(Businesshala) – Some of the Wall Street banks that helped General Electric Co., Toshiba Corp and Johnson & Johnson become massive conglomerates through acquisitions over the years are now benefiting from their break-ups, a Businesshala analysis said. found out from
The three companies, which in recent days announced plans to separate divisions, paid hundreds of millions of dollars in fees to banks, including Goldman Sachs Group Inc., JPMorgan Chase & Co and UBS Group AG, to pay them over acquisitions over the years. advice can be given. , Now, those same banks are being paid to undo the results of those deals.
Spokesmen for Goldman Sachs, JP Morgan and UBS did not respond to requests for comment.
While it is not uncommon for an investment bank to advise a company on spin-offs after having previously worked on a company acquisition, the practice of high-profile spin-offs by companies in recent times sheds new light on the practice.
According to Refinitiv, banks have made more than $1 billion on spin-offs globally so far this year, almost double what they earned in 2020.
Investors in those companies are not assured of equal funding. According to Refinitiv, stocks of companies that engage in acquisitions or disinvestments have a mixed track record, often underperforming over the past two years.
Eric Gordon, a professor of law and business at the University of Michigan, said banks typically don’t break any rules when working these deals because they are fulfilling the wishes of their customers. But he added that this does not give banks the responsibility of advising them against a deal that they do not believe to be in the company’s long-term interest.
“If bankers deserve criticism, it’s not to hold back against a CEO who makes a bad deal,” Gordon said.
In GE’s case, Goldman Sachs was one of the banks, along with Evercore Inc., PJT Partners Inc. and Bank of America Corp., to collect millions of dollars from advising on the company’s break-up, according to M&A estimates. was standing. Lawyer and banker.
According to Refinitiv, Goldman Sachs has collected approximately $400 million in fees advising the company on acquisitions, divestments and spin-offs since 2000, making it GE’s top advisor.
According to Refinitiv, JP Morgan, which advised J&J on their planned break-up, had previously earned $206 million in fees since 2000. UBS, which worked on Toshiba’s break-up, collected $12 million in fees, Refinitiv data shows.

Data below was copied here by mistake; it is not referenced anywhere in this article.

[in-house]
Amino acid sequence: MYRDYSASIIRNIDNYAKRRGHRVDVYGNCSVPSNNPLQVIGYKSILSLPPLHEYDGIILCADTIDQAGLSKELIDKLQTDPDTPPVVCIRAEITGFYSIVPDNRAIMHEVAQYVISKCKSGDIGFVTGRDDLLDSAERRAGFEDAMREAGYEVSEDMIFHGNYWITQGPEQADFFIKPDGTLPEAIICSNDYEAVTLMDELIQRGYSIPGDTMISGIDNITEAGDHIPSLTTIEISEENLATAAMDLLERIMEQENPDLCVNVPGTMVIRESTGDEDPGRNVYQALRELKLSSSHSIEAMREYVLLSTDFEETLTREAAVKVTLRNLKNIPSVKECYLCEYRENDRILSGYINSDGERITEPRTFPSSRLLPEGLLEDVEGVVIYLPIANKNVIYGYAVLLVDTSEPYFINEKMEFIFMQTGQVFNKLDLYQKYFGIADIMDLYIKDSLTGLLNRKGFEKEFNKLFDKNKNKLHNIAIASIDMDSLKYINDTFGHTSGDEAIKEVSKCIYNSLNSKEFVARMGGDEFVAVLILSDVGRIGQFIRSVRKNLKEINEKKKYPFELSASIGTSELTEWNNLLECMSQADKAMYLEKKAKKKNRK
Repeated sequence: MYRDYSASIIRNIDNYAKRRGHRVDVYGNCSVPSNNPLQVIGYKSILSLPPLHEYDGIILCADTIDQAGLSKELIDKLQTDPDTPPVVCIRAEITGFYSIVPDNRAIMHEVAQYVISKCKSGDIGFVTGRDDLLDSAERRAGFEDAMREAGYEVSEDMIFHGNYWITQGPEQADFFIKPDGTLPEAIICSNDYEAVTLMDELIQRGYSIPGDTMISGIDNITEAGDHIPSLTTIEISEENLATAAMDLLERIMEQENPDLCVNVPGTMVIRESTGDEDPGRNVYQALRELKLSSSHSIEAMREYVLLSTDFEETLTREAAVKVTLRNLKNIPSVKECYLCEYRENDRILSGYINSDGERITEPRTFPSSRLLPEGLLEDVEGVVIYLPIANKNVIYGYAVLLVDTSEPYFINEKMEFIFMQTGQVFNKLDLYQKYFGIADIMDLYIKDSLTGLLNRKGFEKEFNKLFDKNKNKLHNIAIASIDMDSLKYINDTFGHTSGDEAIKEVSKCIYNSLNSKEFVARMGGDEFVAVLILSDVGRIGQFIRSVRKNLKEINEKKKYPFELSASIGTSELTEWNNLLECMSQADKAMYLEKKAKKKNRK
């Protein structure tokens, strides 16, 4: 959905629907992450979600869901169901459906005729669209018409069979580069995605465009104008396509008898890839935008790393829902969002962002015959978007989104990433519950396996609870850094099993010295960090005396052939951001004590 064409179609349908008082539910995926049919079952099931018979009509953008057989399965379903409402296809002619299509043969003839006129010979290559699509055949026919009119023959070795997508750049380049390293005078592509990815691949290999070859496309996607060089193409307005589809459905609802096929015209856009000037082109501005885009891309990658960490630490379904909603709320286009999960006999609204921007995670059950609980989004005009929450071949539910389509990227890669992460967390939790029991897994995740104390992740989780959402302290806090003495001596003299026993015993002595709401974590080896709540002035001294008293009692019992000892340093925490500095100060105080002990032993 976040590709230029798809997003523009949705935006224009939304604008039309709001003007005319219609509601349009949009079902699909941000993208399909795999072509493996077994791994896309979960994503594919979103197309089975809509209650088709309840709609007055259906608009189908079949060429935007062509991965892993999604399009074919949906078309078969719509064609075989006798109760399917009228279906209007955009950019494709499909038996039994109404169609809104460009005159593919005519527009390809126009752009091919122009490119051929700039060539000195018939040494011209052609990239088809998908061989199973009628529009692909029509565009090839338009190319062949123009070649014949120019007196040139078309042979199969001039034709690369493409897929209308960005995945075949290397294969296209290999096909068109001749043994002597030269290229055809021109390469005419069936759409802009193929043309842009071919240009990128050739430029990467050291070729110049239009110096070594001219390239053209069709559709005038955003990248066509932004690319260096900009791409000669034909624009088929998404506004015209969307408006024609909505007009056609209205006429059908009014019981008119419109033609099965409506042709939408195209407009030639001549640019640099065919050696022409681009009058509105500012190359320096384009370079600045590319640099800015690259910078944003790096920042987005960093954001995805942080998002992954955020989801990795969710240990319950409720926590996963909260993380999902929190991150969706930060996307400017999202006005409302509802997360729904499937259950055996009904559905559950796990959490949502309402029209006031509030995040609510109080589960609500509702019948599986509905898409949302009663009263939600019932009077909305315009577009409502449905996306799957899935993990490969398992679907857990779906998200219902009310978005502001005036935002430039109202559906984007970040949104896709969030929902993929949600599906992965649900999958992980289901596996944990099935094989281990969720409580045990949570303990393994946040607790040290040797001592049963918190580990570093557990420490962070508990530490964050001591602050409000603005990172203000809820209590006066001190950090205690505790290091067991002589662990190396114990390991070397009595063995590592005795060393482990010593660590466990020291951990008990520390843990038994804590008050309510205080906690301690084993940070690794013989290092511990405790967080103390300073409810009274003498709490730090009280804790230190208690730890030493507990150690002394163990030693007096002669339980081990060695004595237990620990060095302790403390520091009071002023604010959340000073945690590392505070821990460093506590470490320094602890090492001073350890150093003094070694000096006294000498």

In the industry, Goldman Sachs has so far made the most in fees from advising on corporate break-ups in 2021, followed by JPMorgan and Lazard Ltd, according to DeLogic.
Corporate break-ups are on the rise amid a growing consensus on Wall Street that companies perform best when they focus on adjacent business areas, as well as mounting pressure from activist hedge funds pushing them in that direction.
According to Dealogic, about 42 spin-offs worth more than $200 billion have been announced globally so far this year, up from 38 spin-offs worth about $90 billion in 2020. Investment banks have collected more than $4.5 billion advising spin-off deals globally since 2011, as DeLogic data shows.
Graphic: Top 5 Corporate Spinoffs in the past decade:
Investment bankers often argue that companies don’t necessarily get it wrong when they initiate deals they later reverse, because some combinations don’t make sense forever.
Changes in a company’s technological and competitive landscape or in the attitude of its shareholders can prompt it to change course.
For example, GE shareholders were initially supportive of its empire-building acquisitions in the 1990s across businesses as diverse as healthcare, credit cards and entertainment, viewing them as diversifying their income stream. When some of these businesses began to perform poorly and GE’s valuation suffered, investors lost confidence in the company’s ability to run different businesses.
Bankers also argue that most companies want to pay bankers to deliver deals, not to advise them on whether they need to make deals in the first place. This creates an incentive for bankers to try to achieve a transaction that may not involve a deal, rather than encouraging a better outcome for their customer.
But it also provides ammunition to Wall Street critics who argue that companies cannot rely on banks for independent advice on whether they should strike a deal.
“Companies should develop valuations in-house and with the help of unbiased third-party advisors, whether they also hire an investment bank or not,” said Nuno Fernandes, professor of finance at the IESE Business School.